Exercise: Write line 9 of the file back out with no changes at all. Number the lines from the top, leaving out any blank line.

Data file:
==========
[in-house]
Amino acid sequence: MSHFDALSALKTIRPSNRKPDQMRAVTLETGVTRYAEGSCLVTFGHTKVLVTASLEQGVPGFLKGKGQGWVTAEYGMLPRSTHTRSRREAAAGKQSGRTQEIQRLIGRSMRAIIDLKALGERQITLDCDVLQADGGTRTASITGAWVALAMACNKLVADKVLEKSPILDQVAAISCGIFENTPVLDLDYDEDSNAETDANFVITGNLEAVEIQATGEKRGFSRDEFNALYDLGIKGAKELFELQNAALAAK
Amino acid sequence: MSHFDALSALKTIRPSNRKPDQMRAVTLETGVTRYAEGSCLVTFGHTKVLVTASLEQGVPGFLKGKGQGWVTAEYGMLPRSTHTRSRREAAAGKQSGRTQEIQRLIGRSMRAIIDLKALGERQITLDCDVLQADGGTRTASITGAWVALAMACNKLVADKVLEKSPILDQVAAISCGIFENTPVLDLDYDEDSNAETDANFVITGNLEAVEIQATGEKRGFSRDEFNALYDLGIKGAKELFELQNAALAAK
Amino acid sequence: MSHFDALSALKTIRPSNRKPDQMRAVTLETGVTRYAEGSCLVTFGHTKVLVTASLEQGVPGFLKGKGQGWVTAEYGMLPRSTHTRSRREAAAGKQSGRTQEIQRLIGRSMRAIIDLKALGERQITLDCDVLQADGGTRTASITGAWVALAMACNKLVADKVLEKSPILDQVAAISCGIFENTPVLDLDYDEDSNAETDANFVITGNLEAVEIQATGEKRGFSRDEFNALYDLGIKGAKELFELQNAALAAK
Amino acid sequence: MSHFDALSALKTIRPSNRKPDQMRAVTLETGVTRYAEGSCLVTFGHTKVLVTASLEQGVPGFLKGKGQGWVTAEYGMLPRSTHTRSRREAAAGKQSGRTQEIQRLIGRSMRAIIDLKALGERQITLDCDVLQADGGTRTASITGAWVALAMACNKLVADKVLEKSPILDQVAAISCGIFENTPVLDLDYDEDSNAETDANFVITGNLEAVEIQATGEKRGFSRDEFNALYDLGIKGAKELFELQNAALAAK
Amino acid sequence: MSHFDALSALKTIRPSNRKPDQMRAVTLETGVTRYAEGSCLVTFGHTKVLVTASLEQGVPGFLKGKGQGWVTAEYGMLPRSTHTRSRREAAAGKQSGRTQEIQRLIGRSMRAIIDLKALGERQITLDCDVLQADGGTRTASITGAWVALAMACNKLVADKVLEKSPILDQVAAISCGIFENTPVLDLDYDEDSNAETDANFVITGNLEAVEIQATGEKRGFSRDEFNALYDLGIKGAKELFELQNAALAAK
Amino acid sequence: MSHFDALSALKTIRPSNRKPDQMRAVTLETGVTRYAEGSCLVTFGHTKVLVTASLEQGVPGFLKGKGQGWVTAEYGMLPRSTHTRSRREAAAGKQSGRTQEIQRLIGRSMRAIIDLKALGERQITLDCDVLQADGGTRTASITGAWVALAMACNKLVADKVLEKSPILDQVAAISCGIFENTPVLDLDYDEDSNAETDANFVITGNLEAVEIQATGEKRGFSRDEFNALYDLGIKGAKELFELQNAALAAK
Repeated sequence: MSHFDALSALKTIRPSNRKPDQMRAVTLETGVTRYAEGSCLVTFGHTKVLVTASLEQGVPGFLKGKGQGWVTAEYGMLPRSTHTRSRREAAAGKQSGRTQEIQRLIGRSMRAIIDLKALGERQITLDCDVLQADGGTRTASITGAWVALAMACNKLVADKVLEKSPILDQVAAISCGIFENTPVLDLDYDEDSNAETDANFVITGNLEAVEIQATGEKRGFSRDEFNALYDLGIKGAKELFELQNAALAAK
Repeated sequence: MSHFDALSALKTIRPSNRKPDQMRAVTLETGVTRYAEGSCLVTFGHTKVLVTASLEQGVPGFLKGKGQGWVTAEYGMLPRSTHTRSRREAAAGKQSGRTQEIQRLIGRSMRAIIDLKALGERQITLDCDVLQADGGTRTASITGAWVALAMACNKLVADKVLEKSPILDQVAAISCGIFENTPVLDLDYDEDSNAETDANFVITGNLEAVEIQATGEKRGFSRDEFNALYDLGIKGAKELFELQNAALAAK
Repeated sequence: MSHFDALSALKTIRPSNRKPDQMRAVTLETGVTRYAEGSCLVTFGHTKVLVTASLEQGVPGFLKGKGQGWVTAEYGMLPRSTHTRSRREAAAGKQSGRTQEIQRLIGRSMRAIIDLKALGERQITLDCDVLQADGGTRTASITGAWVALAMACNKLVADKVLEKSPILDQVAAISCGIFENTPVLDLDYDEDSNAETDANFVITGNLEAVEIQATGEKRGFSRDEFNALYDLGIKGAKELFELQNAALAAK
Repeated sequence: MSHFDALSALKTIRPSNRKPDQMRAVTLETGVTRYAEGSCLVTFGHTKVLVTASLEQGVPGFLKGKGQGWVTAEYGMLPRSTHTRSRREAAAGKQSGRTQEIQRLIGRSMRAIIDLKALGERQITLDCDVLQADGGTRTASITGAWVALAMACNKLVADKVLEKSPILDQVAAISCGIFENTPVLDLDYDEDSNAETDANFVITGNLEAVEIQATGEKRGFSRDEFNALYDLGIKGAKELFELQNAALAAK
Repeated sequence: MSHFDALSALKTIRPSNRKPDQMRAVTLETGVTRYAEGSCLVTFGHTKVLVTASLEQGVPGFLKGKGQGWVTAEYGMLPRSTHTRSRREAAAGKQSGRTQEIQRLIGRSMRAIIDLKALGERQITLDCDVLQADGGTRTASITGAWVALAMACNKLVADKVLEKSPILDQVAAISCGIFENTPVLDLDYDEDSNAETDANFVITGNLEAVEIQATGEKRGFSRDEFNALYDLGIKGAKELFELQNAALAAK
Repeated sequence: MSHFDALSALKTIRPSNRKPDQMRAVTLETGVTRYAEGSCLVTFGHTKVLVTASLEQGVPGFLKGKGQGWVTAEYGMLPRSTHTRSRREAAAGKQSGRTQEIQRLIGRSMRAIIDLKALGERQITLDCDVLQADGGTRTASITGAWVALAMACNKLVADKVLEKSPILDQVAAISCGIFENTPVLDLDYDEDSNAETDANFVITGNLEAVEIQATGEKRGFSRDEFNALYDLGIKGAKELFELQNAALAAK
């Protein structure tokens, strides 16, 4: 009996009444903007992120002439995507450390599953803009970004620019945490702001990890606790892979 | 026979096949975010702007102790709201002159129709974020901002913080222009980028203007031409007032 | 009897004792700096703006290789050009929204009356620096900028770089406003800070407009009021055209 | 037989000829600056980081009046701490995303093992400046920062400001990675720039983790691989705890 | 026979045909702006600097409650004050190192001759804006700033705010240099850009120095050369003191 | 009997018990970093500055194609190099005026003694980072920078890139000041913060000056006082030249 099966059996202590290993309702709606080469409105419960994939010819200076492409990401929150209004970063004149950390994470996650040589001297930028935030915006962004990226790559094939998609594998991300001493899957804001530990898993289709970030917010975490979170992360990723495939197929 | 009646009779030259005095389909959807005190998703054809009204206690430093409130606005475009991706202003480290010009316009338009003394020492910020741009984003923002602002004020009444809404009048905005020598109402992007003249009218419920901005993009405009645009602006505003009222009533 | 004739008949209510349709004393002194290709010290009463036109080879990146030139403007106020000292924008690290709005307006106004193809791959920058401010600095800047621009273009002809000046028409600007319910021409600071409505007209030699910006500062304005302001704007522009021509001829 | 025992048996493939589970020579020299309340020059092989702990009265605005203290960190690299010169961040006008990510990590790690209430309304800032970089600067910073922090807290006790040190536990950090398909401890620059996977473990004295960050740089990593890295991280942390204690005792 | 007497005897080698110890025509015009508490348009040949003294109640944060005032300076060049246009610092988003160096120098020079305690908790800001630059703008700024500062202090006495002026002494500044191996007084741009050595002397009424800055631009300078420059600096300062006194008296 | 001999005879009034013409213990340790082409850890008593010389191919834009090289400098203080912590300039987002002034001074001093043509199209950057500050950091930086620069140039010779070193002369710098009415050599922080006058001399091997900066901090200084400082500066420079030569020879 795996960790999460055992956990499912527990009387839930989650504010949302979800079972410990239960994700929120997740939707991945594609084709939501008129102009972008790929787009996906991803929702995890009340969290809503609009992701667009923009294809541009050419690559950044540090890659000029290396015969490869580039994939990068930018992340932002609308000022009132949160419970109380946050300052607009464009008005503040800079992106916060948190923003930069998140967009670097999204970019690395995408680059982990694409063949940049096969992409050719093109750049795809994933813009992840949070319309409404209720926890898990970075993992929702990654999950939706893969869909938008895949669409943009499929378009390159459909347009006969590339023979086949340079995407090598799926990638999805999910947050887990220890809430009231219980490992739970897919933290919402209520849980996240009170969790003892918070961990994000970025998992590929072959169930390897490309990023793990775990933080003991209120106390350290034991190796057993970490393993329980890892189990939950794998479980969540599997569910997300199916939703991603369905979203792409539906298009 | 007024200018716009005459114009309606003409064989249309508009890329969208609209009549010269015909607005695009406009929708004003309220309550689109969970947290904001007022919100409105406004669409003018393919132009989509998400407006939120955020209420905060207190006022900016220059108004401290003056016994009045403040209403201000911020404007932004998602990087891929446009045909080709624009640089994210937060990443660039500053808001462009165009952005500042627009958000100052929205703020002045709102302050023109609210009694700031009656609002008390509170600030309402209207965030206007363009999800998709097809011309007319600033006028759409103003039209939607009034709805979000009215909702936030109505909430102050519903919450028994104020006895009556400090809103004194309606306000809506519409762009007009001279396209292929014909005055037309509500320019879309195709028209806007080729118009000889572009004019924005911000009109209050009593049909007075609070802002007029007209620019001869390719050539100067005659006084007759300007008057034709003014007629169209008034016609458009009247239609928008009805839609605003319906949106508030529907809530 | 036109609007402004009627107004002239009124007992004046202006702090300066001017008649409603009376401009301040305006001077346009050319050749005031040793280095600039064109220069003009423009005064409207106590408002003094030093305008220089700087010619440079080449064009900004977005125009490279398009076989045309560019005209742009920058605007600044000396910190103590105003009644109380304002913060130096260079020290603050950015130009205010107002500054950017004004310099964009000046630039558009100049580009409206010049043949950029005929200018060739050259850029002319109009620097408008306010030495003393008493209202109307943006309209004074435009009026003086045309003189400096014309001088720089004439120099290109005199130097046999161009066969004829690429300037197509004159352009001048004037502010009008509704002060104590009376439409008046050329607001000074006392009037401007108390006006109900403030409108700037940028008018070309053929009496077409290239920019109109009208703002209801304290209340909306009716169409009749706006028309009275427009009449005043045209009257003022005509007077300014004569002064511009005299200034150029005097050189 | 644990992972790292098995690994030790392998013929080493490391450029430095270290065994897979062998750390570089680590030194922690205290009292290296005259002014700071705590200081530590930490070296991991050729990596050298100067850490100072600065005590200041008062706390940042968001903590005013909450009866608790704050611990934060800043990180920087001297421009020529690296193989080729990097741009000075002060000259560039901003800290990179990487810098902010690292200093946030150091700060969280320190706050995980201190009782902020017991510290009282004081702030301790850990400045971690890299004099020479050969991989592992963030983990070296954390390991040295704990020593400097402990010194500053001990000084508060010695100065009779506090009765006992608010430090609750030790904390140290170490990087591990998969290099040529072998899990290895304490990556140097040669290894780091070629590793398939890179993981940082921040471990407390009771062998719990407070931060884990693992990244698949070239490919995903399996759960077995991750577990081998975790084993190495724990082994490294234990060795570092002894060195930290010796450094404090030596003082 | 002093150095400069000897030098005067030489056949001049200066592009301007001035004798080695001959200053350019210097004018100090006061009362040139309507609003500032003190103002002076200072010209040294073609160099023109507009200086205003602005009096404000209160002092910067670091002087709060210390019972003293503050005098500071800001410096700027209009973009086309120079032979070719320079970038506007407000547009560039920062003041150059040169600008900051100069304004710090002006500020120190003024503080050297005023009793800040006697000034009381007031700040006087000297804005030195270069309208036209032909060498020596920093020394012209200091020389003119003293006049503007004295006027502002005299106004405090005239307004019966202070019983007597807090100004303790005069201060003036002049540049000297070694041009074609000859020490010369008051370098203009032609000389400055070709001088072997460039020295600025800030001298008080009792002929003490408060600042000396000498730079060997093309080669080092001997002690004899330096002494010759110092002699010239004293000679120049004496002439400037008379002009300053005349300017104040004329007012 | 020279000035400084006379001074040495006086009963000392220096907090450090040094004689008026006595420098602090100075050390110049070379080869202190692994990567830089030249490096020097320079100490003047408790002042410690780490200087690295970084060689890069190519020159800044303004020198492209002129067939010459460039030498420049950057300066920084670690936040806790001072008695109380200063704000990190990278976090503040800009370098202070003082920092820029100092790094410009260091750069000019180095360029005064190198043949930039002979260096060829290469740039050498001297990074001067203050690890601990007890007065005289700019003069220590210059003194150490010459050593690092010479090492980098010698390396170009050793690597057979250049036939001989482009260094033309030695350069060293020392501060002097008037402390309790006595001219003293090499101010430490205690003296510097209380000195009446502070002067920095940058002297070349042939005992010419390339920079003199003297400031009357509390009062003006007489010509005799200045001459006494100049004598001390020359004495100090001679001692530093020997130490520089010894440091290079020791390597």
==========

Repeated sequence: MSHFDALSALKTIRPSNRKPDQMRAVTLETGVTRYAEGSCLVTFGHTKVLVTASLEQGVPGFLKGKGQGWVTAEYGMLPRSTHTRSRREAAAGKQSGRTQEIQRLIGRSMRAIIDLKALGERQITLDCDVLQADGGTRTASITGAWVALAMACNKLVADKVLEKSPILDQVAAISCGIFENTPVLDLDYDEDSNAETDANFVITGNLEAVEIQATGEKRGFSRDEFNALYDLGIKGAKELFELQNAALAAK